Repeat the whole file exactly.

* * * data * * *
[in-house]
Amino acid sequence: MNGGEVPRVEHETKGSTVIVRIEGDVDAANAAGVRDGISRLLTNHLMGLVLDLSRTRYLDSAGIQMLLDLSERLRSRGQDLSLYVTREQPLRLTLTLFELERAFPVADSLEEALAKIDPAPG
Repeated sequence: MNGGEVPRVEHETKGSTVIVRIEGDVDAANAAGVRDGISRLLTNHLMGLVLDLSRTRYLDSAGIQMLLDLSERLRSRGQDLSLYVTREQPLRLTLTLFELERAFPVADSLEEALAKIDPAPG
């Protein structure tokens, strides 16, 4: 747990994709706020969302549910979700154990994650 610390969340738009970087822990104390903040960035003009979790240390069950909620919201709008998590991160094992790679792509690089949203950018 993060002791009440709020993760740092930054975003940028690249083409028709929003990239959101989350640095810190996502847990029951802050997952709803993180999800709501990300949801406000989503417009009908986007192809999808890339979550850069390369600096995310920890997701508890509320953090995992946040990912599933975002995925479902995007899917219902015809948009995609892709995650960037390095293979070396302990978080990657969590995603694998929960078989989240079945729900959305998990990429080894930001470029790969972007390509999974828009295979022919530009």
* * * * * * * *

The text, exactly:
[in-house]
Amino acid sequence: MNGGEVPRVEHETKGSTVIVRIEGDVDAANAAGVRDGISRLLTNHLMGLVLDLSRTRYLDSAGIQMLLDLSERLRSRGQDLSLYVTREQPLRLTLTLFELERAFPVADSLEEALAKIDPAPG
Repeated sequence: MNGGEVPRVEHETKGSTVIVRIEGDVDAANAAGVRDGISRLLTNHLMGLVLDLSRTRYLDSAGIQMLLDLSERLRSRGQDLSLYVTREQPLRLTLTLFELERAFPVADSLEEALAKIDPAPG
């Protein structure tokens, strides 16, 4: 747990994709706020969302549910979700154990994650 610390969340738009970087822990104390903040960035003009979790240390069950909620919201709008998590991160094992790679792509690089949203950018 993060002791009440709020993760740092930054975003940028690249083409028709929003990239959101989350640095810190996502847990029951802050997952709803993180999800709501990300949801406000989503417009009908986007192809999808890339979550850069390369600096995310920890997701508890509320953090995992946040990912599933975002995925479902995007899917219902015809948009995609892709995650960037390095293979070396302990978080990657969590995603694998929960078989989240079945729900959305998990990429080894930001470029790969972007390509999974828009295979022919530009």